PTE updating Multiple choice Multiple answer questions 17

PTE updating Multiple choice Multiple answer questions 17 water pressure

# PTE updating Multiple choice Multiple answer questions 17

Read the text and answer the multiple choice question by selecting the correct response. More than one answer is correct.

1.) The first English attempts to colonize North America were controlled by individuals rather than companies. Sir Humphrey Gilbert was the first Englishman to send colonists to the New World. His initial expedition, which sailed in 1578 with a patent granted by Queen Elizabeth was defeated by the Spanish. A second attempt ended in disaster in 1583 when Gilbert and his ship were lost in a storm.

In the following year, Gilbert’s half brother, Sir Water Raleigh, having obtained a renewal of the patent, sponsored an expedition that explored the coast of the region that he named “Virginia”. Under Raleigh’s direction efforts were then made to establish a colony on Roanoke Island in 1585 and 1587. the survivors of the first settlement on Roanoke returned to England in 1586, but the second group of colonists disappeared without leaving a trace.

The failure of the Gilbert and Raleigh ventures made it clear that the tasks they had undertaken were too big for anyone colonizer. Within a short time, the trading company had supplanted the individual promoter of colonization.

Question: Which of the following statements can be supported by this text?

a. . The first English settlement on Roanoke Island was established in 1587.

b. Sir Humphrey Gilbert never settled in North America.

c. Members of the first Roanoke settlement explored the entire coastal region.

d. Sir Walter Raleigh’s initial expedition set out for North America in 1584.

e. The first English people established colonies in North America because they were requested to do so by Queen Elizabeth.


2.) Until the mid-20th century, scientists believed that the chest cavity would implode at around 115 feet. Water pressure, they argued, reaches 65 pounds per square inch at that depth, which is enough to shrink lungs to the size of grapefruits and collapse rib cages like empty soda cans. Their theory went out the window in the 1950s and early 1960s, however, when divers like Enzo Maiorca returned from beyond 115-feet with rib cages intact. We now know that water pressure forces blood vessels in the chest to swell, filling the void left by the lungs with an incompressible fluid.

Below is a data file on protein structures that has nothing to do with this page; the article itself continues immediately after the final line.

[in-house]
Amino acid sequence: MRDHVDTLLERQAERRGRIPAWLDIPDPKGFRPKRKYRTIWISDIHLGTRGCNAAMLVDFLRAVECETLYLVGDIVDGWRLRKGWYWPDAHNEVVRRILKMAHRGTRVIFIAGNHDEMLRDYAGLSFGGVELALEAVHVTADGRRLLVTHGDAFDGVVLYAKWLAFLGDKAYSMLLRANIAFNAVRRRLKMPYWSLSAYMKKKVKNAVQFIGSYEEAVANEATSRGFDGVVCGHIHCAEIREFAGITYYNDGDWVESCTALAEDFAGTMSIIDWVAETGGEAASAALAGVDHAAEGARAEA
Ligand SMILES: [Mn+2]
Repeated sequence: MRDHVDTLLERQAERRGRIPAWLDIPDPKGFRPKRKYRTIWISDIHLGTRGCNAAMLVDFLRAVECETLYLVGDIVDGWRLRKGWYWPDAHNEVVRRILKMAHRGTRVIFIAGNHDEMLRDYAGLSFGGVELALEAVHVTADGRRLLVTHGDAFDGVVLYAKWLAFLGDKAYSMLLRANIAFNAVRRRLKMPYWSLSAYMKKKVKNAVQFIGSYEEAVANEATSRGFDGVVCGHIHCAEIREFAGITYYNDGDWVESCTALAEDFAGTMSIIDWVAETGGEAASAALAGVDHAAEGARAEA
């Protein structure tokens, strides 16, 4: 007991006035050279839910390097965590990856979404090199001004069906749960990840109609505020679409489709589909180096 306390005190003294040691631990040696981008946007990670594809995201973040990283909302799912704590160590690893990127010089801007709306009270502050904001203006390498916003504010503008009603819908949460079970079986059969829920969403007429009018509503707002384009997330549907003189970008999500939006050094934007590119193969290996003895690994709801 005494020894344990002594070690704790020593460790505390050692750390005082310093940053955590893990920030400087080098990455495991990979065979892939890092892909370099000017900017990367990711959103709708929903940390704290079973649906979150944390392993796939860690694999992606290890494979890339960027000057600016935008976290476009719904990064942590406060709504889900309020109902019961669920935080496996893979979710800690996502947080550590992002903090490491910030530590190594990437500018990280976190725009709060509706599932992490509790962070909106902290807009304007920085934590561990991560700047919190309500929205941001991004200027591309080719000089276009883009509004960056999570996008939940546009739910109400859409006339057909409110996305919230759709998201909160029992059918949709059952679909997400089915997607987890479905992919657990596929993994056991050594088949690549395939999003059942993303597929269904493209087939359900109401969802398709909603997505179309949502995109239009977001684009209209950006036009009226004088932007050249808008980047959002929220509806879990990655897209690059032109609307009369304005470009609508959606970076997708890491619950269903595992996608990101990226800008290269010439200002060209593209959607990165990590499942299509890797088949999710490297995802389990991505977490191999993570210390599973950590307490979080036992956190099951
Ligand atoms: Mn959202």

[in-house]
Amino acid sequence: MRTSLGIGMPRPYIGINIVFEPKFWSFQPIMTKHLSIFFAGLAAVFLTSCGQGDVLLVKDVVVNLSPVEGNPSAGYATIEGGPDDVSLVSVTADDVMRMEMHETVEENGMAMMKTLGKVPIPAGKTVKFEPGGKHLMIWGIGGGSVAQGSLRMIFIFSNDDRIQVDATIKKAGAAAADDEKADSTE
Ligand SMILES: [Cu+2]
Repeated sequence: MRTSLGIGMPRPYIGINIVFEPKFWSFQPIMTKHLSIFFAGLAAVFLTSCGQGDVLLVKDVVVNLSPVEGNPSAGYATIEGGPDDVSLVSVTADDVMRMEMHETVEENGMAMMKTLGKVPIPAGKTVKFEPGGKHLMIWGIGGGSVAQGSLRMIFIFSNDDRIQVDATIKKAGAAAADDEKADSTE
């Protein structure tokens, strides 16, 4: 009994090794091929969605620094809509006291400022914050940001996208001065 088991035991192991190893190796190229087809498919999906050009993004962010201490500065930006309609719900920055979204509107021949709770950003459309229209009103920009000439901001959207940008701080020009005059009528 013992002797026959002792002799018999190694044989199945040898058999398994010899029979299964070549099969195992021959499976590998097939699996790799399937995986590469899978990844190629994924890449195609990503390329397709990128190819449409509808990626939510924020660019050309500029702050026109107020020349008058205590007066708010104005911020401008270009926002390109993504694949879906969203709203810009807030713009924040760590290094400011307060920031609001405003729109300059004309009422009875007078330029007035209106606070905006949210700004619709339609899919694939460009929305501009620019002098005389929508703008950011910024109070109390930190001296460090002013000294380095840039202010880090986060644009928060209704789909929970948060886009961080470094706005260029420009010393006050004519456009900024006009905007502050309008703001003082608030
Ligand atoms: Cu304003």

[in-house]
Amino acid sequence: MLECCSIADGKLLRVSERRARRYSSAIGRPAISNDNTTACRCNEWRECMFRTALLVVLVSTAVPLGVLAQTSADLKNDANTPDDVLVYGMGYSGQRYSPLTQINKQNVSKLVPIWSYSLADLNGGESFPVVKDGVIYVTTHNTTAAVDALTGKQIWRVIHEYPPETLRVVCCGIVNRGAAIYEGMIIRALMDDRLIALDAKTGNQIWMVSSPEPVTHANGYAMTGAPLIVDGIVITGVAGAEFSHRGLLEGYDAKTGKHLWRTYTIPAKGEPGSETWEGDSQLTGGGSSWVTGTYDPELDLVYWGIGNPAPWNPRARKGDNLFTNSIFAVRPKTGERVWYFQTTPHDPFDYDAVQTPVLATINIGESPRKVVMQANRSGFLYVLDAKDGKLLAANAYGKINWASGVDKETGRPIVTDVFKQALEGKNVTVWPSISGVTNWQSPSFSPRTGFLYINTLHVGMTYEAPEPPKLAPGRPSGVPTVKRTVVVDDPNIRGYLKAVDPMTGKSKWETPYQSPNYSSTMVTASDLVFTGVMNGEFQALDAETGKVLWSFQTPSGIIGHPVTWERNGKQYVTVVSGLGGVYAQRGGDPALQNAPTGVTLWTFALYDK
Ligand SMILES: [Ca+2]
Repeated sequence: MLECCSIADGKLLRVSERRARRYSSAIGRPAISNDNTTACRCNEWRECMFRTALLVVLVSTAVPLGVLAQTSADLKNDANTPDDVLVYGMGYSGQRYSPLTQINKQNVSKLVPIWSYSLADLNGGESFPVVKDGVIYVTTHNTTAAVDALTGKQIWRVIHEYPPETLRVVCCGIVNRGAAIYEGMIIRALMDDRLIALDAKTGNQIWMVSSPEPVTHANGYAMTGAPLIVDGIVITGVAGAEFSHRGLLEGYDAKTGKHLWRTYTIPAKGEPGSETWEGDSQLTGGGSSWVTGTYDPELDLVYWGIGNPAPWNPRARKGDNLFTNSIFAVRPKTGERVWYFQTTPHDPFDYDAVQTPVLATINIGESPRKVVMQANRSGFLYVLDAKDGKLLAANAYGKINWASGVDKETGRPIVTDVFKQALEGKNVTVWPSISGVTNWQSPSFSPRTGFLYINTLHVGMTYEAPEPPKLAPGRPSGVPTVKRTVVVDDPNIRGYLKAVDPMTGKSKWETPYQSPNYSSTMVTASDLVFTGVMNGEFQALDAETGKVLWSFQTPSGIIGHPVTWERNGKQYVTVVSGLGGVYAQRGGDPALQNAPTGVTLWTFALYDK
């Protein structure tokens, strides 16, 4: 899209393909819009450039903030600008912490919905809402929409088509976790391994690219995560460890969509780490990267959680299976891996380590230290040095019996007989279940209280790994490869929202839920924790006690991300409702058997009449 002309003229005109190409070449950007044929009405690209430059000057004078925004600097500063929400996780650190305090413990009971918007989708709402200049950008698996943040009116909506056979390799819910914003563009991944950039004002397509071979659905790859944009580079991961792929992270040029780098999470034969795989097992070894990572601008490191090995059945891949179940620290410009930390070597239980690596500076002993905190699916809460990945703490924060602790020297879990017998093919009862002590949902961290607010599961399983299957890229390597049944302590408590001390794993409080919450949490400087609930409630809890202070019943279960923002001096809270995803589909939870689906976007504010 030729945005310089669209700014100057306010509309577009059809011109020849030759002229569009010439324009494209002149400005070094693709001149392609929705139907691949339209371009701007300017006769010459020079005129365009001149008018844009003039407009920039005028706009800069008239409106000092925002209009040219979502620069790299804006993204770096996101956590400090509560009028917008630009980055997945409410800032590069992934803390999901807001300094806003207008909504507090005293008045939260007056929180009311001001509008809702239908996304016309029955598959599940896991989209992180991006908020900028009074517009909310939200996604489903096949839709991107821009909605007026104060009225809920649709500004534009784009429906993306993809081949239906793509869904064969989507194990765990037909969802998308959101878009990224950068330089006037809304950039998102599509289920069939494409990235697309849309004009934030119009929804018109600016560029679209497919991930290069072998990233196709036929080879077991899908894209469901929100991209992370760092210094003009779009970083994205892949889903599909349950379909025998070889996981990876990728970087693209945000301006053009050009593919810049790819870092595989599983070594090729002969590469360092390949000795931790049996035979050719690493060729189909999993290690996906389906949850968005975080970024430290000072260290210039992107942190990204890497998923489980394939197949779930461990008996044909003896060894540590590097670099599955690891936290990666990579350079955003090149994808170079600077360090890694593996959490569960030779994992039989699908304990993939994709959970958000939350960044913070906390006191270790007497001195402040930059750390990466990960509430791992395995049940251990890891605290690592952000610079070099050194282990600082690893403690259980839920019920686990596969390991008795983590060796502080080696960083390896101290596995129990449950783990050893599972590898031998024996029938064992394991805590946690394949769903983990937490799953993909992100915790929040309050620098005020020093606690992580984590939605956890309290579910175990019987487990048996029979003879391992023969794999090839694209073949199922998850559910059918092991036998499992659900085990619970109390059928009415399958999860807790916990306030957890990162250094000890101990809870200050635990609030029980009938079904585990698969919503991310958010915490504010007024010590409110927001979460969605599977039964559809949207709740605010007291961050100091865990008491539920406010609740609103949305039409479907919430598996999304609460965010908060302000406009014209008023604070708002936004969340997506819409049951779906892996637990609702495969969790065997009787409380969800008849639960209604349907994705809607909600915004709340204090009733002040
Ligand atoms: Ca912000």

Among

the dangers of free diving, the most disconcerting is shallow-water blackout-the brains frightening tendency to shut down within 15 feet of the surface during the ascent. As you descend, water pressure squeezes your lungs, condensing the oxygen and giving you what feels like a second breath. During the return trip, however, your lungs re-expand, dissipating what’s left of your oxygen. If levels drop too low, not enough will move into the bloodstream, and the lights go out. Fortunately, the body’s laryngospasm reflex kicks in to tighten the throat and keep water out for up to a minute – just enough time for your dive buddy to drag you to the surface, tilt your head back, and beg, “Breath, baby.”

Knowing Johnston will be there watching my eyes as I ascend (seeing them roll back in the head is a red flag), I dip below the surface. Staying in the syringe – dive speak the surface. Staying in the syringe – dive speak for a tight hydrodynamic column – I kick down to 30 feet, my point of neutral buoyancy, and then sink effortlessly to the bottom. I feel good-surprisingly good-thanks to the densely packed oxygen molecules in my lungs.